Issue: June 2020
Disclosures: Canavan and Hughes report no relevant financial disclosures
May 19, 2020
2 min read

BP-lowering benefits extend to dementia prevention

Issue: June 2020
Disclosures: Canavan and Hughes report no relevant financial disclosures
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Michelle Canavan

Patients taking antihypertensive medications had lower risk for incident dementia or cognitive impairment compared with control groups, according to a systematic review and meta-analysis published in JAMA.

“The benefits of lowering blood pressure go beyond prevention of heart disease and stroke and can now be extended to prevention of dementia,” Michelle Canavan, PhD, consultant geriatrician at University Hospital Galway in Ireland, told Healio. “Development of dementia and loss of functional independence are real concerns for many people. Our study results provide an added incentive to be adherent with blood pressure medications.”

Trials assessing BP lowering

Diarmaid Hughes, MB, BEng, of the HRB Clinical Research Facility at the National University of Ireland Galway and Saolta University Hospital Group, and colleagues analyzed data from 96,158 patients (mean age, 69 years; 42% women; mean systolic BP, 154 mm Hg; mean diastolic BP, 83.3 mm Hg).

Data were taken from 14 randomized clinical trials that compared BP lowering with antihypertensive medications with control, had more than 1,000 participants, had at least 1 year of follow-up and had information on outcomes including cognitive impairment, dementia, change in cognitive test scores and cognitive decline. Control groups consisted of alternative antihypertensive agents, placebo or higher BP targets.

“This study provides the most up-to-date review of the published evidence with the inclusion of two recent large randomized controlled trials,” Canavan said in an interview. “Before our study, the effect of blood pressure lowering was inconclusive, with some studies showing a benefit and some studies showing no effect on the risk for dementia.”

The primary outcome was cognitive impairment or dementia. Secondary outcomes included mean change in cognitive test scores and cognitive decline. Follow-up was conducted for a mean of 49.2 months.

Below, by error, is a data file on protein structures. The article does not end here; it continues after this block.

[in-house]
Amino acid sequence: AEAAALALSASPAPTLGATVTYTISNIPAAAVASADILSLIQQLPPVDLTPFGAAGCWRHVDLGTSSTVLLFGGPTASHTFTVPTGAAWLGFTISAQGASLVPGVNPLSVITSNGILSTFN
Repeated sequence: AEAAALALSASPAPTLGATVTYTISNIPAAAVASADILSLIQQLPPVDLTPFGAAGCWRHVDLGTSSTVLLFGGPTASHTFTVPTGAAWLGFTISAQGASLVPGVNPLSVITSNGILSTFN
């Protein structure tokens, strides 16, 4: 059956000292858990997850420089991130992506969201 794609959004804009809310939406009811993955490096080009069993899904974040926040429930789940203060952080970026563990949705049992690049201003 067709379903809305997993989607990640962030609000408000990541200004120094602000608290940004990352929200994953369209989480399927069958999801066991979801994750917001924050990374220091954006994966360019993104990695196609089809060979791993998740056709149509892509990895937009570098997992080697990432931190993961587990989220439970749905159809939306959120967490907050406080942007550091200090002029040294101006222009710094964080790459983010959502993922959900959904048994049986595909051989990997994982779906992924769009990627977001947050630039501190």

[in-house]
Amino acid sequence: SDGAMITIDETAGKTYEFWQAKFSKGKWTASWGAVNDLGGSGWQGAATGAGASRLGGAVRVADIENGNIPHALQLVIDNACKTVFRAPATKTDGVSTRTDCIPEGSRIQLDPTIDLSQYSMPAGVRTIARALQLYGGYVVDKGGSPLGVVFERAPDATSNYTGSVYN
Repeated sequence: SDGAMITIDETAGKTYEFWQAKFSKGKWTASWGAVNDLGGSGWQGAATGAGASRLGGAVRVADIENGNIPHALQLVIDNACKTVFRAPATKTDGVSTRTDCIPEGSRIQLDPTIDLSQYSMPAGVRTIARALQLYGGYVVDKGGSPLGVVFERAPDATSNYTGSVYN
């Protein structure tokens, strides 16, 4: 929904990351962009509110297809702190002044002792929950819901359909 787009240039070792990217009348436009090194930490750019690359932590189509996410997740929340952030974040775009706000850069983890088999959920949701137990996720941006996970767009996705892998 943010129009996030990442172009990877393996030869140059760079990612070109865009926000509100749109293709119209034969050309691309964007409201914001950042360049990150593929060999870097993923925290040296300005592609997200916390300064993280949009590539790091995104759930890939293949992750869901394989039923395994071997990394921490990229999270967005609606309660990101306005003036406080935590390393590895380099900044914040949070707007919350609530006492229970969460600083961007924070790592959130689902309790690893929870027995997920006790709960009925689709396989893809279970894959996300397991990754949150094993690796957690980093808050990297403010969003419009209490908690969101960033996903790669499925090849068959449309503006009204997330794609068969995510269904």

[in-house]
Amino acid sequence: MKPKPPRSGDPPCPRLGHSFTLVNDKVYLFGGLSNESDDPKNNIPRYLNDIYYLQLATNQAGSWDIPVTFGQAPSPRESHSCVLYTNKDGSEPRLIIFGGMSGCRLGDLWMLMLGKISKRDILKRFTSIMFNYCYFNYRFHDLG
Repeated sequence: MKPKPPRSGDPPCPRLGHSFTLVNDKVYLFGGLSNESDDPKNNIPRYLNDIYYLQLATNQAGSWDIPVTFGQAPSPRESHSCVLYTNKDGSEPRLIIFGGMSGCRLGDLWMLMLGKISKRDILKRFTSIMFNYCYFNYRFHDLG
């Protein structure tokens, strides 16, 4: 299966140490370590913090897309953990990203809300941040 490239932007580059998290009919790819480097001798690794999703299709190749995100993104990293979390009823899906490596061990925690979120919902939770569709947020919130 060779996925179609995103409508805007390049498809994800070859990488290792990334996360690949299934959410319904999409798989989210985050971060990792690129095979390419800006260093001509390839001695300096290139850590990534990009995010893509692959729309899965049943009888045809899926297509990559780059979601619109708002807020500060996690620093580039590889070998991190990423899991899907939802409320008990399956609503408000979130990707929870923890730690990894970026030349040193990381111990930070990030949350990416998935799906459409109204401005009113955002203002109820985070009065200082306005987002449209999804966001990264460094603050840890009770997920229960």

Risk for cognitive decline or impairment in patients who received antihypertensive medication compared with a control group.

Of the trials in this study, 12 included data on dementia incidence on follow-up, eight reported changes in cognitive test scores and eight reported on cognitive decline.

Compared with control, BP lowering with antihypertensive medications was significantly linked to a reduced risk for cognitive impairment or dementia (7% vs. 7.5%; OR = 0.93; 95% CI, 0.88-0.98; absolute risk reduction, 0.39%; 95% CI, 0.09-0.68; I2 = 0%). This decreased risk was also observed for cognitive decline (20.2% vs. 21.2%; OR = 0.93; 95% CI, 0.88-0.99; absolute risk reduction, 0.71%; 95% CI, 0.19-1.2; I2 = 36.1%).

The use of antihypertensive agents for BP lowering compared with control groups was not significantly linked to a difference in mean Mini-Mental State Examination score (mean difference, 0.44; 95% CI, 0.22 to 1.1; I2 = 98.5%) and the standardized mean cognitive score (standardized mean difference, 0.25; 95% CI, 0.1 to 0.61; P for heterogeneity < .01; I2 = 99.5%).

More effective measures needed

“The findings emphasize the need for more effective screening, prevention and treatment of hypertension, which remains suboptimal worldwide,” Canavan told Healio. “The message is simple: Get your blood pressure checked and treated if it is high to help protect your future cognitive health.” – by Darlene Dobkowski

For more information:

Michelle Canavan, PhD, can be reached at

Disclosures: Canavan and Hughes report no relevant financial disclosures. Please see the study all other authors’ relevant financial disclosures.